This is hard for me. It’s been suggested to me several times to share my story, but I have always hesitated. Not certain why I haven’t done so, one reason could be that in the past, showing my vulnerabilities lead to ridicule and humiliation as a teenager, emotional, verbal and physical abuse, combined with guilt and shame in my early adult years. I swore I would never put myself in a vulnerable position again. To my mind, vulnerability was a sign of weakness. If you didn’t let anyone in - to see the real person inside – you couldn’t get hurt. I believe the driving thought in this process was my upbringing; secrets stayed in the home, one never exposed their personal issues in public. So telling my story has always been difficult for me. However I have come to the conclusion my story is something I should share. Not only for my own recovery but also with the thought it may help someone else who is still lost and looking for hope. I started gambling in 1998. Sorry, no, that’s not true. I really started gambling in 1994 shortly after the birth of my son. A friend asked me to go to Bingo with her. It was harmless – a fun night out with the girls maybe three or four times a year. In 1996 while having a couple of beer after work with friends, someone suggested putting twenty bucks in a VLT. We didn’t win a lot, but we didn’t lose either. We had a great time and the few beer and a couple of bucks in the VLT’s became a regular outing with one friend. The frequency of these outings escalated fairly quickly after that. After about six months, we were gambling on our own machines and the amount of money was considerably more. A few months later, I was out on my own at the VLT’s at my local pub. You’ll have to forgive me on the dates; the progression of my addiction is still somewhat foggy. I do remember very clearly the first time I gambled my half of the mortgage payment and how in true dramatic fashion, hit the jackpot and won it all back. Talk about relief. I walked away from the machine then. I was in control – or so I thought. I remember not having the money to buy an Easter present for my son and having to borrow the money from a co-worker. I remember that humiliation of having to ask the friend for the money as I couldn’t ask my husband – he would find out – and how I promised her I would stop playing the VLT’s and the shame when I didn’t stop. Looking back as the fog slowly clears, it is hard to realize how far into the addiction I was even then and how easily I convinced myself I was fine. I was my biggest cheerleader. My husband knew nothing. He trusted me. It was a night out with the girls. He had no idea I was gambling, that would be the last thing he would think of. After all, there was only one casino in town and I worked as a dealer at that casino. Casino policy barred me from gambling in any of their properties while an employee. Ironic isn’t it? I stood there forty hours a week dealing cards, spinning the wheel, all the while aware that for some patrons, it wasn’t a fun night out. I felt physically sick as I watched some of the patron’s personalities and demeanors change; watched as they lost their savings and their sanity. We were trained to watch for the signs and report it so our supervisors and management could soothe their conscious and meet their social responsibility by handing those individuals a pamphlet. So I knew better right? I had everything under control. That wasn’t me…I didn’t gamble at the tables; the few times I had (out of province of course) I exhibited some control and was able to walk away every time, win or lose. I couldn’t be a compulsive gambler; I didn’t fit the definition because I could walk away from other forms of gambling. After all, I didn’t gamble big money at the casino on the slots…it was just the 5¢ machines. The first time my husband caught me in a lie about my gambling was 2003. He returned from a lengthy deployment to discover I had borrowed money to make the mortgage payment from my in-laws. After all, I had tapped out my parents twice already. I was so ashamed of myself, guilt ridden and embarrassed. Of course I promised never to do it again and repay the money. I repaid the money, but I never fulfilled the other part of the promise. The second time my husband found out I hadn’t stopped gambling was shortly after my mother died. I recall sitting by her bed as she died, and I lied to her face when I promised I would not gamble any more. I lost three of the most amazing people in my life during my addiction, my dad in 2005, my mother-in-law (to whom I was very close) in 2006 and my idol, my mother in 2007. Now, when I think back to how self-absorbed I was in feeding my addiction, how careless I must have been towards those I lost and cannot make amends too, I am overwhelmed with guilt, shame and remorse. Nonetheless, I took the small inheritance she left me to pay off my gambling debts, swore to my husband that I wouldn’t do it again, that our posting to a new city would be a new beginning. After all, I had a clean slate. I know I promised my husband upon pain of separation and my mother on her deathbed that I wouldn’t gamble again; I had learned my lesson. I would control it this time. Yeah…that promise lasted approximately one week. How now to get around the fact that there are no VLT’s in the province we relocated too? Ah, how convenient – there are two casinos within a half hour drive. Not that I enjoyed playing the slots – my particular poison was the VLT’s; so with this in mind I was certain I could control my gambling. Didn’t like slots, so I wouldn’t spend as much – after all, it was just to pass the time until I met people in a new city. Unfortunately, all did not go as planned. My gambling increased, not in the frequency - that actually did drop off (my husband was getting sharper and I couldn’t use the excuse of meeting with friends like I had previously), but in the amount of money I bet. I didn’t have the leisurely time I had while on VLT’s. I became more of a binge gambler. I couldn’t get away as often as I would like so when I did, every two to three weeks or so, my philosophy was go big or go bust! I went bust again in 2010. Caught out by my husband, I used loneliness as an excuse and he forgave me yet again with the agreement that I would seek help. The same help I had promised to find the last time and never had. This time I followed through. I began attending counseling. I managed to stay clean for about six or seven months. My husband attended some sessions with me and we both felt progress was being made. I felt good and I stopped seeing the therapist. I was cured! Life was great. I had beaten the odds…. Needless to say, I fell and fell hard in 2011 and continued my descent into the pit until I hit rock bottom in July 2012. By early May I had finished my last work contract and did not have a new job lined up. I had no way to cover my debts. My credits cards were maxed out. I didn’t have access to our credit line (that had been suspended the last time I was caught). I didn’t even have the funds to gamble. I did find part-time employment, but unfortunately the pay was far short of what I needed, let alone enough to gamble. I managed to hide some money transactions and juggle some back and forth for two months, but at this point, I was sinking fast. Although I hadn’t gambled in two months, more from a lack of funds than a desire to stop, I knew that once I got a new position, I would flush with cash again and I knew beyond any certainty I would go out and gamble again despite my best intentions. The enormity of what I had been doing; the shame, the guilt, the remorse as well as the reality of the amount of money I had lost was overwhelming. I didn’t even have the guts to confess to my husband face to face. I wrote him a letter. I knew when I confessed to my husband he would leave. After all, he had threatened to do so on several occasions, but this time, I knew I had truly pushed him too far. If he left I had nothing; I would loose my son – how could he or my husband forgive me for what I had done? After all, my son’s future and our retirement dreams were affected by my gambling. He would have to take out student loans to attend school. I considered suicide as an option, quite seriously, but thankfully sanity prevailed and the thought of what the consequences of my suicide would do to my son, kept me off the ledge. At that point I feel I truly hit bottom. I was willing to live on the street, in a shelter, do anything that was necessary to get my life back on track. If I lost my husband and son, so be it, I would gain back my sanity and my soul. On July 12, 2012, I made a phone call that set me on the road to getting my life back. I reached out for help and on July 15, 2012 attended my first GA meeting. I needed to know there was a light at the end of the tunnel; that the mess I had created could be overcome and I could climb out of the fog. The meeting showed me that I wasn’t alone in my struggle, the members offers of open and honest support as well as the stories that they shared gave me strength to share my story with them. I was fortunate enough to receive three weeks intense in-patient treatment that has also provided me with tools to refocus my thoughts, change bad behaviors and strength and confidence to keep moving forward out of the darkness towards the light at the end of the tunnel. The overwhelming sense of relief, a lightening of the burden that came when I had shared my story has given me hope, strength and the desire to stop gambling and stay clean from day one - one day at a time, all the way to 473 days clean and hopefully beyond.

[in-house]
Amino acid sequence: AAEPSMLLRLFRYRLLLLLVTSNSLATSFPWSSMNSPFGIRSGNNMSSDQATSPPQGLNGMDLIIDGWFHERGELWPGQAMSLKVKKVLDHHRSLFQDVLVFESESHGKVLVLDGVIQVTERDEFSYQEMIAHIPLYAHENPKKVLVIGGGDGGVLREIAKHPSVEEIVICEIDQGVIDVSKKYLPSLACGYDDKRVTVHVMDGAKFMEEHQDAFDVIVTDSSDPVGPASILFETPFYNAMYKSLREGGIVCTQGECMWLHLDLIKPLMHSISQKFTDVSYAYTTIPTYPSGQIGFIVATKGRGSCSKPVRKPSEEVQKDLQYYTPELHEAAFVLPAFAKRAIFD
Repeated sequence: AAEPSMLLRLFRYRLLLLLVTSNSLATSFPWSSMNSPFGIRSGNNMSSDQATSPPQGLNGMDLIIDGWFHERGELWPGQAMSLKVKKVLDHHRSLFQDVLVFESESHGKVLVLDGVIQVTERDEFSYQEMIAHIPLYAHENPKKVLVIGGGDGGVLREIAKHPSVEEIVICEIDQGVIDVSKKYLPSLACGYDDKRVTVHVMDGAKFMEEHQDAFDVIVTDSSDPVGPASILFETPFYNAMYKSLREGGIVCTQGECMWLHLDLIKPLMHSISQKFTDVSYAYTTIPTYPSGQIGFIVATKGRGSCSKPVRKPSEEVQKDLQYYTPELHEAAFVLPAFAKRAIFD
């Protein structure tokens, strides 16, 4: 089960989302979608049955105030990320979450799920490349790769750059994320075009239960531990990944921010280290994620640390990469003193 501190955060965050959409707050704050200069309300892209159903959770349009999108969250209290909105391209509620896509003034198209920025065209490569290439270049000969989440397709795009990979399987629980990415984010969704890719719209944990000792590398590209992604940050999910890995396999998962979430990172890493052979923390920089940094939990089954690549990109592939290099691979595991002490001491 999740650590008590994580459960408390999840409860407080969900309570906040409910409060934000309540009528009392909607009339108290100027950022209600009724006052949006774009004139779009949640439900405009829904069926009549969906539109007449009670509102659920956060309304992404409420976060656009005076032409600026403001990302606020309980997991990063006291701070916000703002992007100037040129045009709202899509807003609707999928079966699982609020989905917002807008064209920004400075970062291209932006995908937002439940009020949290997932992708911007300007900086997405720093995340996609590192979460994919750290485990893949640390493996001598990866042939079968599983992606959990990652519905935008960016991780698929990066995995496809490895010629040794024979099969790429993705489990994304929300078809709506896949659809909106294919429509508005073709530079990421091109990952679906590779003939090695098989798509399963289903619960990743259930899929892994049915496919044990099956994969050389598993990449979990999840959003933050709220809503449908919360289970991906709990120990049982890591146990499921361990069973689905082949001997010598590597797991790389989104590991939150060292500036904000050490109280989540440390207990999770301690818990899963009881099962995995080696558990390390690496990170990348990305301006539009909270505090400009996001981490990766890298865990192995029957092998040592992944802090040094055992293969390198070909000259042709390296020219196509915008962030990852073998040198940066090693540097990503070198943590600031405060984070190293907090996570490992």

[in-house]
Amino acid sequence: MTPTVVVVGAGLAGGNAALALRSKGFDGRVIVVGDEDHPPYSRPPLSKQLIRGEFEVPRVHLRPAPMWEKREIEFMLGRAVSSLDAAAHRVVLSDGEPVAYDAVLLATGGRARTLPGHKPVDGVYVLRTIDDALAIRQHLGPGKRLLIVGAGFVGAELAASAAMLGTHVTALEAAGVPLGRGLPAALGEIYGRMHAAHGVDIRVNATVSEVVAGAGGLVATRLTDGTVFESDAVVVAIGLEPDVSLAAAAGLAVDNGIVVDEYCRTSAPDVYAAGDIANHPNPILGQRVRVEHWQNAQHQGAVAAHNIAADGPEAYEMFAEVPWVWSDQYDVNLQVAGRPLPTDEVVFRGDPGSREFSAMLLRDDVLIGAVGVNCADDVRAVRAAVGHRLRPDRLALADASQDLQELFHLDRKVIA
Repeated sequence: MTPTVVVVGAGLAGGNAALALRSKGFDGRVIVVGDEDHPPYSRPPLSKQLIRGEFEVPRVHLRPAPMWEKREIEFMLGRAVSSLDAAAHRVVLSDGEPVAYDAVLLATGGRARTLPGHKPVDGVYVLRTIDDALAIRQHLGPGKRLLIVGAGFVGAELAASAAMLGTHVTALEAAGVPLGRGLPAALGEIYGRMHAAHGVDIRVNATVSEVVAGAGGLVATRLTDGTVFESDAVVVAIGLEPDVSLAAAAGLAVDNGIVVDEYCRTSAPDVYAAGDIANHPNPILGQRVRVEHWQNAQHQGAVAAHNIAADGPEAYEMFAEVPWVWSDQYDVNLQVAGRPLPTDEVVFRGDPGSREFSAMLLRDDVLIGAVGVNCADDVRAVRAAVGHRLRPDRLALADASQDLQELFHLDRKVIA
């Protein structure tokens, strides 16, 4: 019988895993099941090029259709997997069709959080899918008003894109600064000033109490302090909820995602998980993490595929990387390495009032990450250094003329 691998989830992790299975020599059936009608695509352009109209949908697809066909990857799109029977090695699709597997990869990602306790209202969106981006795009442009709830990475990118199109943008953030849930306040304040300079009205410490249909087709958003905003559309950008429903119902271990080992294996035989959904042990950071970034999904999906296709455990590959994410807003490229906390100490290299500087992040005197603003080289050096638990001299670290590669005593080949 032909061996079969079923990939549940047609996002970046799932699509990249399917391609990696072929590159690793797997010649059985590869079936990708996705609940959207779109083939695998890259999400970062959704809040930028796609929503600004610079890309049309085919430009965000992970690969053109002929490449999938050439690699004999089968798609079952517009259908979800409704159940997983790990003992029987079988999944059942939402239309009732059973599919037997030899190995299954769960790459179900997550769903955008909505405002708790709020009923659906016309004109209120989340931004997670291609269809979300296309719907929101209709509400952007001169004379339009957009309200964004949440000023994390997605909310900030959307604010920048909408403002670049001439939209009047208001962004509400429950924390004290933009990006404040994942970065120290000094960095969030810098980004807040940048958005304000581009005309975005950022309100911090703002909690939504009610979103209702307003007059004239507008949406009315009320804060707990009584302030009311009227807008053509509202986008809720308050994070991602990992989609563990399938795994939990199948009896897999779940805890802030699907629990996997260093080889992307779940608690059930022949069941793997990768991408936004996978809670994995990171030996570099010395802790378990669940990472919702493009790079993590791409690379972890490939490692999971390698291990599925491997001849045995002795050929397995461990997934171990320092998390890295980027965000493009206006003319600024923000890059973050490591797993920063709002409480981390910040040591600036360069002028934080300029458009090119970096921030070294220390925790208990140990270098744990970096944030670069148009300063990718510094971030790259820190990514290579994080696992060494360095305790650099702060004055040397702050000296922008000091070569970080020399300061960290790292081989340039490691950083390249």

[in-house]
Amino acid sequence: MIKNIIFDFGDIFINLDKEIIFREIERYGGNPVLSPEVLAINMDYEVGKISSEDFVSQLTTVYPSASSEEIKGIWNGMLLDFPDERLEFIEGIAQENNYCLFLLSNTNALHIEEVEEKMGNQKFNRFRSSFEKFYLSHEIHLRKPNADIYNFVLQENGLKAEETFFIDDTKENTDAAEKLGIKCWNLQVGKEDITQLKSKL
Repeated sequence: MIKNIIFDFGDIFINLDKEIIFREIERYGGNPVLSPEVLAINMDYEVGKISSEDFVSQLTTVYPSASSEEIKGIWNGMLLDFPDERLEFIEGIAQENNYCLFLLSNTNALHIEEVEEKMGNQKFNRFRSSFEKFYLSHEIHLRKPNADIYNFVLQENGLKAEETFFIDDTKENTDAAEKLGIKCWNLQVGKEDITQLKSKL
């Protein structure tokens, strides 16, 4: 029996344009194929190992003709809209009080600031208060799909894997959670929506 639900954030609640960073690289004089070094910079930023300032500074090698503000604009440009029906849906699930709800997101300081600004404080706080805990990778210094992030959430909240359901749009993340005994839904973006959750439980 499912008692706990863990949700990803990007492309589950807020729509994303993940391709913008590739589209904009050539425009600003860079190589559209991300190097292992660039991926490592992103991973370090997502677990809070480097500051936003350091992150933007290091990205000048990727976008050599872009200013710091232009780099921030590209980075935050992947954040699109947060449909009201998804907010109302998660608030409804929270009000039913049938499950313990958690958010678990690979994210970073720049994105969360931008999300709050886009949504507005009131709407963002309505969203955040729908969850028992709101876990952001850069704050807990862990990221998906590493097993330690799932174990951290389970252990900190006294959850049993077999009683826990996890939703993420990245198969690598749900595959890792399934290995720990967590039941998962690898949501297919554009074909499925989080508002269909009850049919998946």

Thanks for listening (reading) Puddsley Oct 31, 2013